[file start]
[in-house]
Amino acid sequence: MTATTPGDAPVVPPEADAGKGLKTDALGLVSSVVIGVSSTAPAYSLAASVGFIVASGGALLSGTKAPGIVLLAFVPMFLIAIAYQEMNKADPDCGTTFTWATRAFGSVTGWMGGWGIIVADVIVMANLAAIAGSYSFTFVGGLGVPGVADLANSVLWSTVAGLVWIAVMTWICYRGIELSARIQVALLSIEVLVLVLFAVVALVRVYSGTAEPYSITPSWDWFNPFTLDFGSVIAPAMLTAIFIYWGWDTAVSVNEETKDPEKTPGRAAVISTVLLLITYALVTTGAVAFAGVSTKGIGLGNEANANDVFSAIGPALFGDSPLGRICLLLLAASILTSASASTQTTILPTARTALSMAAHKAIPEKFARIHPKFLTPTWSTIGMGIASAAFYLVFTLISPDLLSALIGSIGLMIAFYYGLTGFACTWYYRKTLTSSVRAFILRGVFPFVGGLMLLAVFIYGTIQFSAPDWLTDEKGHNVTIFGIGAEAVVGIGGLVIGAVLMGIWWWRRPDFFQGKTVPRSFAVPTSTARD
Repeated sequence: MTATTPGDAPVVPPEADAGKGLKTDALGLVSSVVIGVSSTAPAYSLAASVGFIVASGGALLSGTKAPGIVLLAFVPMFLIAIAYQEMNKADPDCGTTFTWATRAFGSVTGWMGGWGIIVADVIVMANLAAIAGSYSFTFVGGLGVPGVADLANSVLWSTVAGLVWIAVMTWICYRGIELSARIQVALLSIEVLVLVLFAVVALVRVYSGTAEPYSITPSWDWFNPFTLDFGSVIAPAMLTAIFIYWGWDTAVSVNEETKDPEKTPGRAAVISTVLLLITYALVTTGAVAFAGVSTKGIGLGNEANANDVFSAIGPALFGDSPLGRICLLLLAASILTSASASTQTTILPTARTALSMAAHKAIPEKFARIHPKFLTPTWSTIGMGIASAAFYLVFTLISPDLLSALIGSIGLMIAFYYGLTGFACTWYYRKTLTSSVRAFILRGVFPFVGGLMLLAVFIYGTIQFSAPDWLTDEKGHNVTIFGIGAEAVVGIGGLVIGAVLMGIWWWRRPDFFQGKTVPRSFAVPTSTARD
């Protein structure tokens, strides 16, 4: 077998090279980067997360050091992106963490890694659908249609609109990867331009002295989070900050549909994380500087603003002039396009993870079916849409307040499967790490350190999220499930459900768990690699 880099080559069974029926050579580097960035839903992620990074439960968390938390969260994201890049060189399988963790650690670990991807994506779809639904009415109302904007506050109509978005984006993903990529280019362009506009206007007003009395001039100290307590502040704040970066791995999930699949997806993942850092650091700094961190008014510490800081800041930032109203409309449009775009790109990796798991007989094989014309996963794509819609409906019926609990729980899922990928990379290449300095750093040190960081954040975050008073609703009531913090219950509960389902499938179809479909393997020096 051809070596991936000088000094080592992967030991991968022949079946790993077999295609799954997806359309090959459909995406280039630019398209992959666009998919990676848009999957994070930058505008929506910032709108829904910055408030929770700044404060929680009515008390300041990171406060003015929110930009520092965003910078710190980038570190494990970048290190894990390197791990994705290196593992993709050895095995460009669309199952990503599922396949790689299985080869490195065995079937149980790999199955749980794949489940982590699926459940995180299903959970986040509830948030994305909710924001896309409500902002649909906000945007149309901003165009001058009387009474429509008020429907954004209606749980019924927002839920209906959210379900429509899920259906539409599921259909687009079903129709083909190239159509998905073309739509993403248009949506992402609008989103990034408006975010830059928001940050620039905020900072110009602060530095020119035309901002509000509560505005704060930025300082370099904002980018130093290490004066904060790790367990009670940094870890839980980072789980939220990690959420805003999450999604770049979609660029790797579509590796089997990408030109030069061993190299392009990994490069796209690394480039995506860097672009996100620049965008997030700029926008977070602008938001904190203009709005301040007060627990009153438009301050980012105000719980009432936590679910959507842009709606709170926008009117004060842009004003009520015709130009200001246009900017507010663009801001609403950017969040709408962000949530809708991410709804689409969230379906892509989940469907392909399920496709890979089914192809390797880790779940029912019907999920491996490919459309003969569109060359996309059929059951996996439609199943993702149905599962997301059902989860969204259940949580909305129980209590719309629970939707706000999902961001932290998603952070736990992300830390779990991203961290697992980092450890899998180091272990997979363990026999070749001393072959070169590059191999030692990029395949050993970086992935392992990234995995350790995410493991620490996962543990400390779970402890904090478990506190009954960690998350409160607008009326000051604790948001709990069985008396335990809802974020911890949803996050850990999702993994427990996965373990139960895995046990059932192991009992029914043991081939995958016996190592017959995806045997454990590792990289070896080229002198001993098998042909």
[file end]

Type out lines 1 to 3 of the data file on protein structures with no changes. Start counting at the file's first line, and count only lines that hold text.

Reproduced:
[in-house]
Amino acid sequence: MTATTPGDAPVVPPEADAGKGLKTDALGLVSSVVIGVSSTAPAYSLAASVGFIVASGGALLSGTKAPGIVLLAFVPMFLIAIAYQEMNKADPDCGTTFTWATRAFGSVTGWMGGWGIIVADVIVMANLAAIAGSYSFTFVGGLGVPGVADLANSVLWSTVAGLVWIAVMTWICYRGIELSARIQVALLSIEVLVLVLFAVVALVRVYSGTAEPYSITPSWDWFNPFTLDFGSVIAPAMLTAIFIYWGWDTAVSVNEETKDPEKTPGRAAVISTVLLLITYALVTTGAVAFAGVSTKGIGLGNEANANDVFSAIGPALFGDSPLGRICLLLLAASILTSASASTQTTILPTARTALSMAAHKAIPEKFARIHPKFLTPTWSTIGMGIASAAFYLVFTLISPDLLSALIGSIGLMIAFYYGLTGFACTWYYRKTLTSSVRAFILRGVFPFVGGLMLLAVFIYGTIQFSAPDWLTDEKGHNVTIFGIGAEAVVGIGGLVIGAVLMGIWWWRRPDFFQGKTVPRSFAVPTSTARD
Repeated sequence: MTATTPGDAPVVPPEADAGKGLKTDALGLVSSVVIGVSSTAPAYSLAASVGFIVASGGALLSGTKAPGIVLLAFVPMFLIAIAYQEMNKADPDCGTTFTWATRAFGSVTGWMGGWGIIVADVIVMANLAAIAGSYSFTFVGGLGVPGVADLANSVLWSTVAGLVWIAVMTWICYRGIELSARIQVALLSIEVLVLVLFAVVALVRVYSGTAEPYSITPSWDWFNPFTLDFGSVIAPAMLTAIFIYWGWDTAVSVNEETKDPEKTPGRAAVISTVLLLITYALVTTGAVAFAGVSTKGIGLGNEANANDVFSAIGPALFGDSPLGRICLLLLAASILTSASASTQTTILPTARTALSMAAHKAIPEKFARIHPKFLTPTWSTIGMGIASAAFYLVFTLISPDLLSALIGSIGLMIAFYYGLTGFACTWYYRKTLTSSVRAFILRGVFPFVGGLMLLAVFIYGTIQFSAPDWLTDEKGHNVTIFGIGAEAVVGIGGLVIGAVLMGIWWWRRPDFFQGKTVPRSFAVPTSTARD